Eddie Jones targets swift England response in South Africa

England's Mike Brown, right, avoids a tackle from South Africa's Jean-Luc du Preez to score an early try at Ellis Park. Picture: AP/Themba Hadebe
England's Mike Brown, right, avoids a tackle from South Africa's Jean-Luc du Preez to score an early try at Ellis Park. Picture: AP/Themba Hadebe
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Eddie Jones insists South Africa used their “get out of jail card” at Ellis Park as England returned to their coastal base to lick their wounds.

A fourth successive Test defeat was registered as the Springboks fought back from a 21-point deficit surrendered inside the first quarter to prevail 42-39 in a mesmerising opening instalment of the series.

It is England’s worst run since 2014 and the pressure is continuing to build after a stunning opening salvo of tries from Mike Brown, Elliot Daly and Owen Farrell was followed by a dramatic collapse partly induced by the recurring flaw of indiscipline.

Jones, who was verbally abused by South Africa fans in the tunnel after the match, believes the Springboks had ridden their luck as his team dropped to fifth in the global rankings.

“South Africa have used a get out of jail card and sometimes you don’t get that again,” said Jones.

“They know they were in one hell of a game, they got home and did well to get home and deserved the victory.

South Africa's Aphiwe Dyantyi rides a tackle from England's Owen Farrell and George Ford at Ellis Park. Picture: AP/Themba Hadebe

South Africa's Aphiwe Dyantyi rides a tackle from England's Owen Farrell and George Ford at Ellis Park. Picture: AP/Themba Hadebe

“They’ll take confidence from the result, but we’ll take confidence from this game as well. Not at all will it be hard to pick the players up.

“The way we played in the first 20 minutes is the way we want to play all the time. This game has set the series up fantastically well.”

While England return to Umhlanga on the Indian Ocean to begin preparations for Saturday’s second match at Free State Stadium, South Africa celebrates a landmark moment in the nation’s history.

As the Springboks’ first black Test captain in their 126-year history, the reign of Siya Kolisi got off to a scripted start and the meaning of the occasion is not lost on Jones.

The way we played in the first 20 minutes is the way we want to play all the time. This game has set the series up fantastically well.

Eddie Jones

“It’s a big moment for the country to have Kolisi as captain and for him to win his first game at Ellis Park, the spiritual homeland of the Springboks,” said Jones.

“It’s an enormously symbolic thing for South African rugby and shows that transformation is working. Kolisi will be a good captain, let’s just hope he’s not too good in this series.

“While I’m desperately unhappy to have lost the game, I think it’s a great thing for rugby generally and for the game here particularly.”

England could barely have made a better start as a monster 61-metre penalty by Daly was followed by a try that started from inside their own 22.

BIG DAY: South Africa's captain Siya Kolisi, left, is congratulated by England's coach Eddie Jones at Ellis Park. Picture: AP/Themba Hadebe.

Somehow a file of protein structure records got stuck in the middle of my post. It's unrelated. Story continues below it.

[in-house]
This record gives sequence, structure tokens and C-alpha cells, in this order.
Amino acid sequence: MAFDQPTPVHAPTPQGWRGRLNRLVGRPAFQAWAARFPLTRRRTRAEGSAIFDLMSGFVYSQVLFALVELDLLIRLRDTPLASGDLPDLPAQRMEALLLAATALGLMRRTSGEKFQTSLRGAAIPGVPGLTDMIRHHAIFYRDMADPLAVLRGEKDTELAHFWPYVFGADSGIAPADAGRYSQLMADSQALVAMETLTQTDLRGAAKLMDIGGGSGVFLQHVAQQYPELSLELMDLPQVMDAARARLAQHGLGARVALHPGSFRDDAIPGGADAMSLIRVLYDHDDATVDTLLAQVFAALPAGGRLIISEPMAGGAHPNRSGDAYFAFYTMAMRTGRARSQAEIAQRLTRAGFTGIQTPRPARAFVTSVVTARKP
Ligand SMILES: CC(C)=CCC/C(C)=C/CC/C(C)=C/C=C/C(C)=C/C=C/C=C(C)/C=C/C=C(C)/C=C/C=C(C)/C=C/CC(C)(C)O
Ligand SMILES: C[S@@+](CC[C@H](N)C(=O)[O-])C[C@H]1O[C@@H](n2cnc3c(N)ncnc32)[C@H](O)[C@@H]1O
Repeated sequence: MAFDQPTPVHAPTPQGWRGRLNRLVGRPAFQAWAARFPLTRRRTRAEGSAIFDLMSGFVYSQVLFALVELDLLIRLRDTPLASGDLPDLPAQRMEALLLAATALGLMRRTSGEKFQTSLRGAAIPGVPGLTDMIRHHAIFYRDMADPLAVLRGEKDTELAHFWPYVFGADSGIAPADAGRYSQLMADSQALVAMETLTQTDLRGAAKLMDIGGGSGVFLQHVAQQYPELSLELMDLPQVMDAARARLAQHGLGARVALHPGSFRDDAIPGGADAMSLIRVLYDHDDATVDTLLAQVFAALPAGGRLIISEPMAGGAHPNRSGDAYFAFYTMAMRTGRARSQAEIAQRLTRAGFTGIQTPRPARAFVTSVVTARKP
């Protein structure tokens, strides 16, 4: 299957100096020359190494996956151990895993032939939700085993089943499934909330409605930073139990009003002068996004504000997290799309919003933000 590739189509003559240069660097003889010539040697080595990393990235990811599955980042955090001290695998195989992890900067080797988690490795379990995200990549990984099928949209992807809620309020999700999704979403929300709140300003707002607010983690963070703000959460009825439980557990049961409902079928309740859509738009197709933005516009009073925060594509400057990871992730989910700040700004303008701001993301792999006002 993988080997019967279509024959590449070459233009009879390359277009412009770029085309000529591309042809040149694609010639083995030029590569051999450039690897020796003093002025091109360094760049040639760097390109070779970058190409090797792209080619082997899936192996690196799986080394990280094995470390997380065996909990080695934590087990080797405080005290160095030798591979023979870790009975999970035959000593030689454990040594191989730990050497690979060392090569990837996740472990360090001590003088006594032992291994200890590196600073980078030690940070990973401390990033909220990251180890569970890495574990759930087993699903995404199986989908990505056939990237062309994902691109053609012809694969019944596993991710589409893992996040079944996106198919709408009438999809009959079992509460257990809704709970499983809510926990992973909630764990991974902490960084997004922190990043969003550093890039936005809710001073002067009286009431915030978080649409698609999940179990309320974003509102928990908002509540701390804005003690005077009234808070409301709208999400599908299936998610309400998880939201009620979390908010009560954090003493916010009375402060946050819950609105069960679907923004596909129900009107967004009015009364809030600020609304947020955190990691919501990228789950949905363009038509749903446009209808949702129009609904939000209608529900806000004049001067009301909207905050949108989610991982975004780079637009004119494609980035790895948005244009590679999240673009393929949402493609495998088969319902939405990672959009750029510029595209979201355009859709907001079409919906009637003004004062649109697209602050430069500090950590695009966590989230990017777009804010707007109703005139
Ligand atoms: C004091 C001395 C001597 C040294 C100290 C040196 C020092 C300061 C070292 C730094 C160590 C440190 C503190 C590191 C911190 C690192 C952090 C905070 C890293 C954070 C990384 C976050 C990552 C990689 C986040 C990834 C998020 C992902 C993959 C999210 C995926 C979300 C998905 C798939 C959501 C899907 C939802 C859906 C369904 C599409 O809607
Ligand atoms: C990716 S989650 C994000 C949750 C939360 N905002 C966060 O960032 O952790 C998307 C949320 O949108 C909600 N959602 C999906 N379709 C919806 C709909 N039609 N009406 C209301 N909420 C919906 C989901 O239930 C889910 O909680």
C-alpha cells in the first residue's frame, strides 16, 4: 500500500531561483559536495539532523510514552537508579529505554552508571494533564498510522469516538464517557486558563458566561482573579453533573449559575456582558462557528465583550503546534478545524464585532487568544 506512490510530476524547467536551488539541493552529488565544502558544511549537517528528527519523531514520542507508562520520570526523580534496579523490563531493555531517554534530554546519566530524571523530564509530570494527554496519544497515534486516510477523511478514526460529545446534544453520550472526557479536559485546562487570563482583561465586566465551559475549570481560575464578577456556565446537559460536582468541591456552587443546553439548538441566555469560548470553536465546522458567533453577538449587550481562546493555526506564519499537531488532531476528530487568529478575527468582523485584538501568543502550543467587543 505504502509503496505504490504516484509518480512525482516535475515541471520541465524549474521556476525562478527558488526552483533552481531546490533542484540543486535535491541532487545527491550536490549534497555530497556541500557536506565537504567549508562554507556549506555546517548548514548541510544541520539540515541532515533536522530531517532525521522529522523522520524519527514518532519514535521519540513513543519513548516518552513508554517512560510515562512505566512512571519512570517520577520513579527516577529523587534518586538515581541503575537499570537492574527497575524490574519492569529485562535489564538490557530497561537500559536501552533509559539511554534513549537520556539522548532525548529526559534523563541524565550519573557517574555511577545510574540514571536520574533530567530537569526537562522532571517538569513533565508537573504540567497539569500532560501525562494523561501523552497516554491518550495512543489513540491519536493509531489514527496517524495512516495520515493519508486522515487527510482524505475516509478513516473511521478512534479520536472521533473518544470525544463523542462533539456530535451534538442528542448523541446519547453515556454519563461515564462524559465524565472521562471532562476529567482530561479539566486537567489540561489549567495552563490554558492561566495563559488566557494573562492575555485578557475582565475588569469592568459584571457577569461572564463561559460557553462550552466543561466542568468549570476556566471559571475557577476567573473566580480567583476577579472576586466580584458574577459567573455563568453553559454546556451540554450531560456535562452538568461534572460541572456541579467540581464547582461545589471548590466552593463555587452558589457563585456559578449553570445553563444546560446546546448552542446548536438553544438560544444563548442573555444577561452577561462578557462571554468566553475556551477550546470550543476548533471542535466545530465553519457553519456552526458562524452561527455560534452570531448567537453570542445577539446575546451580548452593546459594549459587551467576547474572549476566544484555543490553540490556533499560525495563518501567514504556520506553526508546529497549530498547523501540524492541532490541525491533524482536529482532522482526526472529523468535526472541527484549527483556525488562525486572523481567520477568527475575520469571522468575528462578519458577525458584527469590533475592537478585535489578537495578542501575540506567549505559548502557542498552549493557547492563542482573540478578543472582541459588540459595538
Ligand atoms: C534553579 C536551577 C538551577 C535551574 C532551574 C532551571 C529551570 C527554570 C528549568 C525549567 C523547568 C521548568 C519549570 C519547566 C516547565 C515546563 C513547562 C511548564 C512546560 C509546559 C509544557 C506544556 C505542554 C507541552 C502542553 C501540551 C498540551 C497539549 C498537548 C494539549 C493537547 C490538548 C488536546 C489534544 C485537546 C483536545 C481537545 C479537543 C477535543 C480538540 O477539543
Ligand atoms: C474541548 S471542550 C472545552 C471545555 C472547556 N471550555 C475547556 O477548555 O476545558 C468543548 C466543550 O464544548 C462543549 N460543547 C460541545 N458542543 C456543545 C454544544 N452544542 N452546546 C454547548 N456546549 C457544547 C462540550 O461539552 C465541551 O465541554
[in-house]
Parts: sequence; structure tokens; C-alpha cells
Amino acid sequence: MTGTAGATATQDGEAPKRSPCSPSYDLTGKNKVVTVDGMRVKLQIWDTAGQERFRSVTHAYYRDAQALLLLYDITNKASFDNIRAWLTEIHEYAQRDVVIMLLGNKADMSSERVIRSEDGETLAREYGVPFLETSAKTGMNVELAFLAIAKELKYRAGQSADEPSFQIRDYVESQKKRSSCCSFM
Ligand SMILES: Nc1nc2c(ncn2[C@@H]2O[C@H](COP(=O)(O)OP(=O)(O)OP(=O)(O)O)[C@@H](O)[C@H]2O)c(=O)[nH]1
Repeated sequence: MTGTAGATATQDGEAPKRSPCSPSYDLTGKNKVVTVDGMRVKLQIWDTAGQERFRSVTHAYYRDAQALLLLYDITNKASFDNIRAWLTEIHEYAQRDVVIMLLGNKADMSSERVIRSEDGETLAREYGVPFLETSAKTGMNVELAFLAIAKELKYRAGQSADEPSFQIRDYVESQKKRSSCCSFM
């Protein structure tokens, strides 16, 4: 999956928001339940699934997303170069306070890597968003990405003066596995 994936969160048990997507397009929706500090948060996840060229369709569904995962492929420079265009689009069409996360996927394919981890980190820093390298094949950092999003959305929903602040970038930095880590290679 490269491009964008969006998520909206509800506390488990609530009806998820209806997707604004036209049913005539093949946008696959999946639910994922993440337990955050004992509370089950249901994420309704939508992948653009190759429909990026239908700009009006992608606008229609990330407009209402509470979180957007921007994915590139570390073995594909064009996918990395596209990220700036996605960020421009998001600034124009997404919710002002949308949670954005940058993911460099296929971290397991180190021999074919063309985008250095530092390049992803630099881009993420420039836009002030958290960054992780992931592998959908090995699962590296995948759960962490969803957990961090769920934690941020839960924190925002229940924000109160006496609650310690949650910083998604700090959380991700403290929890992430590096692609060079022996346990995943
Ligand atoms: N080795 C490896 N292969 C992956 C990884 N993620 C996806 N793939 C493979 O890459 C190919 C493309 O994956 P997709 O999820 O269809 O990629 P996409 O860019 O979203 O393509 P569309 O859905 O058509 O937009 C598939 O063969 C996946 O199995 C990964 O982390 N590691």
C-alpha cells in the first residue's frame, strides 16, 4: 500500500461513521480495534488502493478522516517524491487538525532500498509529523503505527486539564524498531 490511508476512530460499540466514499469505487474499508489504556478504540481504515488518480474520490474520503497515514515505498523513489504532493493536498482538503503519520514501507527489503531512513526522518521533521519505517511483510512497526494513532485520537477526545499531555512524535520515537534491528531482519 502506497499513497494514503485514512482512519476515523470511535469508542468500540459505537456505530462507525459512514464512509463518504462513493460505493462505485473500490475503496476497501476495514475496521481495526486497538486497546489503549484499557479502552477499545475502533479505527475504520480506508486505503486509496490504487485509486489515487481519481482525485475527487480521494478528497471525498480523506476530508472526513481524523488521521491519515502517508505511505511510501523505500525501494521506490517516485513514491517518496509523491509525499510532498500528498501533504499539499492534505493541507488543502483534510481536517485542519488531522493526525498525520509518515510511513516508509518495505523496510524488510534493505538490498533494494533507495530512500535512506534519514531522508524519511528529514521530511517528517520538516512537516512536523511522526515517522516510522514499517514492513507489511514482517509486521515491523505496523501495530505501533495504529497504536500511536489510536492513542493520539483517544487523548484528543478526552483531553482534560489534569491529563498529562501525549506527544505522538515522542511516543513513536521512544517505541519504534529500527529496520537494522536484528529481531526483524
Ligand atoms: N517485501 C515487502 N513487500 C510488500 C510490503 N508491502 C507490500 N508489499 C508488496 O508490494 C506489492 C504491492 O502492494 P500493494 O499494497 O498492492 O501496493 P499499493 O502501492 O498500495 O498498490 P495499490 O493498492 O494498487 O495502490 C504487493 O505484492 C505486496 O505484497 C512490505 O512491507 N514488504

BIG DAY: South Africa's captain Siya Kolisi, left, is congratulated by England's coach Eddie Jones at Ellis Park. Picture: AP/Themba Hadebe.

Quick hands released Jonny May down the right wing with Ben Youngs in hot pursuit and several phases later, Brown was given sight of the line and he showed strength to shrug off two tackles and crash over.

South Africa came back hard but England struck again with Ford conjuring a superb try.

Henry Slade supplied an outrageous pass to Brown but the move was all about Ford as he picked out May and it was a simple run-in for Daly.

Two minutes later and they were over again, Slade’s long pass giving May space and with the hosts in disarray he sent Farrell over under the posts.

But S’busiso Nkosi’s charge to within inches of the whitewash was followed by the outstanding Faf De Klerk spinning over, stemming the flow of points at the other end and initiating a high-octane fightback.

On the half-hour mark it was game on when a Springbok attack down the right was revived through their tenacity before De Klerk’s vision offered the lightning-fast Nkosi a half-chance.

The danger should have been averted but Daly made a mess of gathering Nkosi’s grubber and the alert winger touched down.

The dream debut continued when he popped up on the opposite wing after a clever run from Willie Le Roux created the space for fellow debutant Aphiwe Dyantyi to send him over.

Le Roux then turned scorer from a scrum after De Klerk and Handre Pollard, combined with Nkosi keeping his width, provided the platform for him to exploit a large hole in midfield.

Two penalties from Pollard opened up a five-point gap and it was worrying times for England.

When they did counter through Tom Curry a knock-on ended the attack and their frustration was clear when Mako Vunipola followed through on De Klerk, earning a yellow card.

And in the next play South Africa had all but sealed the outcome when Dyantyi juggled the ball while crossing the line before touching down.

Maro Itoje and May plundered late tries, but Pollard’s boot mean the Springboks had done enough despite a nervy finish.

South Africa: le Roux, Nkosi, Am, de Allende, Dyantyi, Pollard, de Klerk, Vermeulen, du Preez, Kolisi, Mostert, Snyman, W. Louw, Mbonambi, Mtawarira. Replacements: van der Merwe, Kitshoff, T. du Toit, P. du Toit, Notshe, I. van Zyl, Jantjies, Gelant.

England: Daly, May, Slade, Farrell, Beaumont, Ford, Youngs, M. Vunipola, George, Sinckler, Itoje, Isiekwe, Robshaw, Curry, B. Vunipola. Replacements: Cowan-Dickie, Marler, Williams, Shields, Hill, Spencer, Francis, Solomona.